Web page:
Eurozone Crisis Affects Chinese, Middle Eastern and Australian Firms
Companies around the world – particularly in Asia, the Middle East and Australia – are acutely conscious of the ramifications of persistent economic volatility in Europe as their businesses suffer collateral damage, according to global restructuring specialists at KPMG.
Eddie Middleton, Head of Restructuring for Asia Pacific at KPMG, commented: “The protracted Eurozone crisis is beginning to create major problems for companies across Asia: the twin perils of European banks pulling funding out of the region and austerity measures threatening to dampen demand in Asia’s Eurozone export markets are looming ever larger on the business radars of Asia’s entrepreneurs.
“As European banks continue to repair their balance sheets and meet Basel III capital requirements, they’re pulling out of so-called ‘non-core’ geographies, thus creating a funding gap. And, whilst there are numerous other funders – such as regional banks, private equity houses and hedge funds – which are keen to take up the reins, it remains to be seen whether these alternative sources of funding will be able to fill the gap. The regional banks, although well capitalised and with less risky balance sheets than their international counterparts, do not have the same access to US dollars, whilst the fund community tends to have higher return requirements, making such funding more expensive and, being either straight debt or equity providers, cannot always provide the extensive array of services, such as trade finance, which Asia’s exporters need.
“Perhaps the most critical Eurozone issue for companies, particularly in China, is the damage to their export market. China’s trade surplus is on a downward trend, fuelled in large part by increases in the cost of imports, but also by volatility in its export markets: in the first 5 months of this calendar year, China’s exports to the Eurozone – its largest trading partner – fell by just under 1%, although at the same time China saw comforting growth in its exports to the USA. So, whilst China may well be hurtling through its own industrial revolution, which will expand the middle classes and drive demand, it is still only part way on this trajectory. We are already seeing factory closures as margins are squeezed: domestically, there is very significant upward wage pressure, and increases in wage rates of as much as 25% are commonplace. At the same time foreign buyers – such as large European retailers – are playing hard ball on price.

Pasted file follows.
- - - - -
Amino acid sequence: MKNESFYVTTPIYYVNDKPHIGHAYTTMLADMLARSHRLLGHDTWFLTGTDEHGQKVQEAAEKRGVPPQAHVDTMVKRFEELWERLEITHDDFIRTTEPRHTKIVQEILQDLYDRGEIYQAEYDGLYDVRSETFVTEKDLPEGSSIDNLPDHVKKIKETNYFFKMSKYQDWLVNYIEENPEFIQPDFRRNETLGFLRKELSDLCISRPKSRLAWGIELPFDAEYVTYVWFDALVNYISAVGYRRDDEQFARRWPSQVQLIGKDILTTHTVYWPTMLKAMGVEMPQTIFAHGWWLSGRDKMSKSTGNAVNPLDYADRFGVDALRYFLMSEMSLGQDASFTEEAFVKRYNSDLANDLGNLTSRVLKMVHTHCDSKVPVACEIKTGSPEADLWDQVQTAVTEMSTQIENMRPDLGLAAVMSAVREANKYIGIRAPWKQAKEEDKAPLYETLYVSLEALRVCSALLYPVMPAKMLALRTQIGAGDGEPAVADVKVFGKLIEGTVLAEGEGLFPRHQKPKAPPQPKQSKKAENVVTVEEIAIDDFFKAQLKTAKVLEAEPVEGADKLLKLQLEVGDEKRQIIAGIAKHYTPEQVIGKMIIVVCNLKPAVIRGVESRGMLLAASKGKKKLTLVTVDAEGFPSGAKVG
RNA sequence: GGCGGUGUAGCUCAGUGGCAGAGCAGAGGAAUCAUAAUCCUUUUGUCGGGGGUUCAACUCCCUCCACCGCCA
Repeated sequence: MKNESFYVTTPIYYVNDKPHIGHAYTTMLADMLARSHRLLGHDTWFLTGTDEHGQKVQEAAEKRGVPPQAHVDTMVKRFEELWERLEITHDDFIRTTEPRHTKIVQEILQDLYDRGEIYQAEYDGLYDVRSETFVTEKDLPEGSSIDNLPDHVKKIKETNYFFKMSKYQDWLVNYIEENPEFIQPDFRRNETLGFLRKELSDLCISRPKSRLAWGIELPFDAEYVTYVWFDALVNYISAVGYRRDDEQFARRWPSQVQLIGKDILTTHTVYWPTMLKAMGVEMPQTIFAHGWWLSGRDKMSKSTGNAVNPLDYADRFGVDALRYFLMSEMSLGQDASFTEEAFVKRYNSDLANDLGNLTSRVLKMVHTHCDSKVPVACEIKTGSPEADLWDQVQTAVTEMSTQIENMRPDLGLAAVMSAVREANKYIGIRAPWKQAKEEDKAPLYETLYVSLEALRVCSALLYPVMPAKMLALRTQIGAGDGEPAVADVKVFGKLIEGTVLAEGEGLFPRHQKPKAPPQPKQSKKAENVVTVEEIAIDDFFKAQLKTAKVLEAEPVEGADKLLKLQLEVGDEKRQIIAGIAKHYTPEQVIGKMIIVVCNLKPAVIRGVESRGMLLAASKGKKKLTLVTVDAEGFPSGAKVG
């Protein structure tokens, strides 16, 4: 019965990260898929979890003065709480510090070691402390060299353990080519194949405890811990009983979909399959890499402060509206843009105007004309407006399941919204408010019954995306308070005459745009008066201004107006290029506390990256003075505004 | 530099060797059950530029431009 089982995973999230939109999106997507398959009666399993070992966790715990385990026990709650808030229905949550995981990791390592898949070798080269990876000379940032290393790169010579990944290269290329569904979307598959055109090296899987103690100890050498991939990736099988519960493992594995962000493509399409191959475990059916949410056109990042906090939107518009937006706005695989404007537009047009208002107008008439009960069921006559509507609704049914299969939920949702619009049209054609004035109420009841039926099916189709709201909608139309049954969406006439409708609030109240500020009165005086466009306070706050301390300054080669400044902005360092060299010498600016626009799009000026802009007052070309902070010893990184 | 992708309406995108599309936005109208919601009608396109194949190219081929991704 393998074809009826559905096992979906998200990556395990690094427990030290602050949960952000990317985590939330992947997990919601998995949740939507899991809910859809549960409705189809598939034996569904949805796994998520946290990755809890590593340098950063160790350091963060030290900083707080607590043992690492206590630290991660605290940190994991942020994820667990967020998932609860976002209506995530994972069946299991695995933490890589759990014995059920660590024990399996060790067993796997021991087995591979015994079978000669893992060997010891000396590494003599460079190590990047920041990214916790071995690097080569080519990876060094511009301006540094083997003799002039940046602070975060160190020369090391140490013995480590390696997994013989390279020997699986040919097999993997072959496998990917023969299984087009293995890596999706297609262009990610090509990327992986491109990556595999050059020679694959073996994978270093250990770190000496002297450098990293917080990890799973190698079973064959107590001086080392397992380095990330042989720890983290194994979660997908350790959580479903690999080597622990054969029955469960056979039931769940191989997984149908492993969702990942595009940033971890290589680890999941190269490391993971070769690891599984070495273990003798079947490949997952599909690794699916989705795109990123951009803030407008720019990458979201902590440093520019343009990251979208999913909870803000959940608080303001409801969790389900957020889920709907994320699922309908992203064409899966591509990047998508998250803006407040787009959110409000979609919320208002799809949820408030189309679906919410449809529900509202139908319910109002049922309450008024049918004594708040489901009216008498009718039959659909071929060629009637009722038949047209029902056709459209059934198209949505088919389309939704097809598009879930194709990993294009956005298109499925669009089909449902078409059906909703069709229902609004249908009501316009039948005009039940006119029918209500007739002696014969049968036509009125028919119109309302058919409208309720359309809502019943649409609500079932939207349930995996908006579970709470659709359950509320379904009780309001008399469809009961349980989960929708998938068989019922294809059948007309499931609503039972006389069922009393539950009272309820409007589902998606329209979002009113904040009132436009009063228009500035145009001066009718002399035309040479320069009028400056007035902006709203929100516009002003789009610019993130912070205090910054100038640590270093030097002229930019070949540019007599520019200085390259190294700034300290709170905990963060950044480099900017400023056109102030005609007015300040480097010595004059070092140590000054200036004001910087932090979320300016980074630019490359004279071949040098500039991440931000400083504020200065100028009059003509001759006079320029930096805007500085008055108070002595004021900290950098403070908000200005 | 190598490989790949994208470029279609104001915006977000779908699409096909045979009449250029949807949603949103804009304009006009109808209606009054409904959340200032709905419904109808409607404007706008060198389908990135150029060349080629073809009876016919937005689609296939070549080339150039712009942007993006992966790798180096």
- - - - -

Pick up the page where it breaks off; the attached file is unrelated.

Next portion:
“At a macro level, it is a very different enterprise environment in China: the government has shown that they will turn on the taps to release their $3.2 trillion in reserves in times of crisis (for example, post Lehman), which is a striking contrast to European austerity.”
Philip Davidson, Global Head of Restructuring at KPMG, added: “Clients in the Middle East and Australia are echoing the concerns felt in China and Asia more broadly. Banks, law firms and companies across Australia are taking a keen interest in what the implications of the Eurozone crisis mean for them. The same is true of companies and investors in the Middle East, who have taken big stakes in Eurozone companies in the past few years.”